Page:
Autumn … time to turn over a new leaf

EVER felt that September is the true start of the New Year – and not January?

The time when, after the long summer break, kids return to school and adults to work. So much so that, when I still lived and worked in the UK, I used to think of the day after the August Bank Holiday weekend as “back to school for adults.”

September always felt like a new start because of the change in routine (at least if you were in school or had kids in school).

Your day-to-day life got shaken up anyway so it seemed like a good time to make changes (that were hopefully improvements), initiate projects or get back to some things let go over the summer. A time of fresh starts, self-evaluation and reflection. Maybe even applying for that perfect job …

In my last column I wrote about a recent interview in the UK that one applicant at least found weird. Now, however weird interviews may get in this increasingly competitive job market, the main thing’s not to worry if things don’t always go to plan.

A friend once had an interview where the desk consisted of two semi-circular tables shoved together, with a large jug of water right in the middle. A few minutes in, he was in full flow and leaned on the edge of the table as he stressed his point.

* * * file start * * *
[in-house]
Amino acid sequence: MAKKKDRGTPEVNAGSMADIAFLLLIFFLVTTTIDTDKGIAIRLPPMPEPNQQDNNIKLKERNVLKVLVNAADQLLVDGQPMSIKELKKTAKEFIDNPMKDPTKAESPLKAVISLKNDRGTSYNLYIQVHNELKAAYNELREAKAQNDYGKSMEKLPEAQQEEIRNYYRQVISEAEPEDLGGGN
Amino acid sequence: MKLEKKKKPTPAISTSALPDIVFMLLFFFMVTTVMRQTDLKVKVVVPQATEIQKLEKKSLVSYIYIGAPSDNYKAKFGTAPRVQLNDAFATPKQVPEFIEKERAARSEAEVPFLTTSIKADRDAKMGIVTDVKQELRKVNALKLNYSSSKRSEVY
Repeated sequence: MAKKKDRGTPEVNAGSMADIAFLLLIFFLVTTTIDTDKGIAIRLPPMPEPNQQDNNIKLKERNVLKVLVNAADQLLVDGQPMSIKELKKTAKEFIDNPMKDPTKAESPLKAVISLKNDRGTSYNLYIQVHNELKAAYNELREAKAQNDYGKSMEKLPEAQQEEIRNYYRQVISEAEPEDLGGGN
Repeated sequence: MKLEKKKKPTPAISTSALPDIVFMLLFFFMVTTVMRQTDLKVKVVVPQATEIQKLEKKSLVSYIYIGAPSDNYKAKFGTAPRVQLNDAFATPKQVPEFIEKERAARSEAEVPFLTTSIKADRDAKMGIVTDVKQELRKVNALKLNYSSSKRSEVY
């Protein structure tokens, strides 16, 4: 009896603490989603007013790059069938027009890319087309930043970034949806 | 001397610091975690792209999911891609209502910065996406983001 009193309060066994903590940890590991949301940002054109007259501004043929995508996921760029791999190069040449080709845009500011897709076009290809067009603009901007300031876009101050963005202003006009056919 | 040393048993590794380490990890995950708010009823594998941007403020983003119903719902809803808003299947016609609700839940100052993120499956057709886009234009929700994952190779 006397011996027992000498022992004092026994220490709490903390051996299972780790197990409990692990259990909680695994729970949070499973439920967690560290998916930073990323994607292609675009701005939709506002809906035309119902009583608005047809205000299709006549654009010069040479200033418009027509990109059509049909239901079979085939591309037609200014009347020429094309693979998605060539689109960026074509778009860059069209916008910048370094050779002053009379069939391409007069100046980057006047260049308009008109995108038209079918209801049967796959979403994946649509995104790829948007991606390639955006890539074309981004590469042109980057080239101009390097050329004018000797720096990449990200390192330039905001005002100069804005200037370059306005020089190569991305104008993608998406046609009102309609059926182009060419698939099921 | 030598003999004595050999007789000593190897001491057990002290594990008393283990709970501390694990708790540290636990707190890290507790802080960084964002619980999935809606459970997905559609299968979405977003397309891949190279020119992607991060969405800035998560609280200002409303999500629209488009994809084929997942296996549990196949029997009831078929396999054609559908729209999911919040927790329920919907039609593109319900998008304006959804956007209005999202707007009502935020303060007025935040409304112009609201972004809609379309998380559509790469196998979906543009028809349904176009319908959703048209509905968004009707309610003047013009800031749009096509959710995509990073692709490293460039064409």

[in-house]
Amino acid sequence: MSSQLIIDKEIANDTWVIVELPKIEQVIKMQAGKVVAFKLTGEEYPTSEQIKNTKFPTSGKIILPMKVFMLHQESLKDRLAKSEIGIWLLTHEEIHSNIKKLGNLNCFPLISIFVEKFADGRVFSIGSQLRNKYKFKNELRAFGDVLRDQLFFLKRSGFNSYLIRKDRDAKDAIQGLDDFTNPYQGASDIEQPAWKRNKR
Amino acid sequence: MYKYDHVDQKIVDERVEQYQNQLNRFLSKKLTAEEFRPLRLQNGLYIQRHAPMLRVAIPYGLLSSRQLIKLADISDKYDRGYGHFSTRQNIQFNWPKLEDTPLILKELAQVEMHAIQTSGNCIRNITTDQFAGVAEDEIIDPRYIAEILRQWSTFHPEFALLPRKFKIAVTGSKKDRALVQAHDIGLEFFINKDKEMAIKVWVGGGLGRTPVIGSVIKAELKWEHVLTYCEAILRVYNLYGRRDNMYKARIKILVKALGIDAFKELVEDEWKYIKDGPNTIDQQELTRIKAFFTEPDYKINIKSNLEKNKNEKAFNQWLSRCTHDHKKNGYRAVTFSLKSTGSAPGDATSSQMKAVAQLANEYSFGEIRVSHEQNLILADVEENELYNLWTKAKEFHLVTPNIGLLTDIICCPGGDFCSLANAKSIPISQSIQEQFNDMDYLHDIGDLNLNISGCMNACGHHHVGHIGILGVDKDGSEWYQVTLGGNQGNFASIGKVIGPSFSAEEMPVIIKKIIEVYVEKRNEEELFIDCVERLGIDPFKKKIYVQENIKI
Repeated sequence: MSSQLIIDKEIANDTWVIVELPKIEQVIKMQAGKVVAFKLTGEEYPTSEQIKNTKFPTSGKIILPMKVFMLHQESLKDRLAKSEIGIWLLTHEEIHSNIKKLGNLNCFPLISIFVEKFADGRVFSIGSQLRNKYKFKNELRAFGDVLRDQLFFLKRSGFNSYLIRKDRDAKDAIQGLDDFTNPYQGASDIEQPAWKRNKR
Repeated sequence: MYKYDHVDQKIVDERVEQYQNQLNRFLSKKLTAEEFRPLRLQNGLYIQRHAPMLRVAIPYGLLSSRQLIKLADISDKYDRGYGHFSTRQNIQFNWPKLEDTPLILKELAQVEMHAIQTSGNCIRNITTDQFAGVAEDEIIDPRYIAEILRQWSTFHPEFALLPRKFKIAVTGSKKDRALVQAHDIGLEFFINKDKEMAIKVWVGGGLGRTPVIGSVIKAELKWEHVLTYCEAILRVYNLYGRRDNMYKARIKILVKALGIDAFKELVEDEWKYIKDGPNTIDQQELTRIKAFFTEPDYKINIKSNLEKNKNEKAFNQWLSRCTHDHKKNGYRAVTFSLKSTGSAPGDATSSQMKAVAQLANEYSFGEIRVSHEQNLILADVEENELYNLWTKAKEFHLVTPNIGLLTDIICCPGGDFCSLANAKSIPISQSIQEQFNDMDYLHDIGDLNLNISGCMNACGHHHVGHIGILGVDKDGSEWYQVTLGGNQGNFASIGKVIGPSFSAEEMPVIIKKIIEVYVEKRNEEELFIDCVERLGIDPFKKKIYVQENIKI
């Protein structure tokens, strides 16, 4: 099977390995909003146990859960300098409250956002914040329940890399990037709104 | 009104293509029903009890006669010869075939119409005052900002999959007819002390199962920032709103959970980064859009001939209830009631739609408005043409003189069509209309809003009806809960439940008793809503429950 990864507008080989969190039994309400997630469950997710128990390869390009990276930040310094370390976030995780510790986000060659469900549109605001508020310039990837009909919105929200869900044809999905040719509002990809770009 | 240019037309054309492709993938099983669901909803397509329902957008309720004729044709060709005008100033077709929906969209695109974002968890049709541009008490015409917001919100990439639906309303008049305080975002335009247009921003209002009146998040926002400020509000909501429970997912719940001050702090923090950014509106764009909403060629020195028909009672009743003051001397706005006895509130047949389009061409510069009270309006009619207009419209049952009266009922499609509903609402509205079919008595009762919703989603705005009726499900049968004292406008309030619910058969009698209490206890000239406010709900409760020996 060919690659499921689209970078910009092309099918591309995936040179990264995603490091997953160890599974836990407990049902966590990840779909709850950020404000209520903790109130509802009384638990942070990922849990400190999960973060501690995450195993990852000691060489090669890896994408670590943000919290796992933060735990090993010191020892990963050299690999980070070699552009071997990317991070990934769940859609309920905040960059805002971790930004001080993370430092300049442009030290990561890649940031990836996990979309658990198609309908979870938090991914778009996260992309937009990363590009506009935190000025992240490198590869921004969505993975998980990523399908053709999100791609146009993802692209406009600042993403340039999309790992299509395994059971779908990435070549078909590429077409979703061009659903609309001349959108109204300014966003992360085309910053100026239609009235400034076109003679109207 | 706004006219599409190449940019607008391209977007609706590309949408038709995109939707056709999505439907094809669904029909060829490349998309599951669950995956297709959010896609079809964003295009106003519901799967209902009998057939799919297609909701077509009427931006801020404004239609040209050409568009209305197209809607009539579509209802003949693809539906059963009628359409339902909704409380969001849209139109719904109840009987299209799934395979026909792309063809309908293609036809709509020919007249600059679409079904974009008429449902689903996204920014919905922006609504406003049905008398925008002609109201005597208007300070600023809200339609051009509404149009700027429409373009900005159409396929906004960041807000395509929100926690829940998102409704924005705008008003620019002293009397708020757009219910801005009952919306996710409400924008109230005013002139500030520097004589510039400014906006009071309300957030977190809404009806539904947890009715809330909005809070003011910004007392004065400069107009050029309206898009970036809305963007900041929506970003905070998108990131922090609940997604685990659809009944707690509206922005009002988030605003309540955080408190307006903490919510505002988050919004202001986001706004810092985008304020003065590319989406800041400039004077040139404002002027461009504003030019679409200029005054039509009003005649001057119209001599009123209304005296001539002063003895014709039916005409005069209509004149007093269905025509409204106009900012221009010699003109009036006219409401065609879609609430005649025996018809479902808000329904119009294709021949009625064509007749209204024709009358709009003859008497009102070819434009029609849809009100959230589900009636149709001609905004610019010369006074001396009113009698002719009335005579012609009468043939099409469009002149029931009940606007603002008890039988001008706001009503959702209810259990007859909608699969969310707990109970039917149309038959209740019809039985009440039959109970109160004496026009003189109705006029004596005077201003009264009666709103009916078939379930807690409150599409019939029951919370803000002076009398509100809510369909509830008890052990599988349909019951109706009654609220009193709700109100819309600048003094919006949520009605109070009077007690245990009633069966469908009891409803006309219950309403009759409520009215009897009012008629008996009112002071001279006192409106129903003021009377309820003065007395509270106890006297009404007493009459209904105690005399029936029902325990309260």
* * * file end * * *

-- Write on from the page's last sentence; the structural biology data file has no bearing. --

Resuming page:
The table wasn’t secure, however, so as he put his weight on the edge the middle bit twisted upwards and propelled the jug and its entire contents all over both interviewers. Everyone ploughed on bravely amidst a deluge of “sorrys” and “it’s OK”. He didn’t get the job.

Another mate’s throat dried up during a 15 minute presentation. She asked for a glass of water. Tricky wait while one of the interviewers went to get it. She then spilled it over her overhead transparencies. Which ran, having been drawn with water-soluble pens so she could tweak them.

She got the job – assured that readiness to soldier steadfastly on after such a humiliating spectacle of incompetence gave her the edge.

Which reminds me of my own humiliating reply to one final interview question: “So, what three words best describe you?”… “Very bad at maths” (Get it?). 

Nora Johnson’s thrillers ‘Retribution’,Soul Stealer’, ‘The De Clerambault Code’ ( available from Amazon in paperback/eBook (€0.89; £0.77) and iBookstore. Profits to Cudeca  


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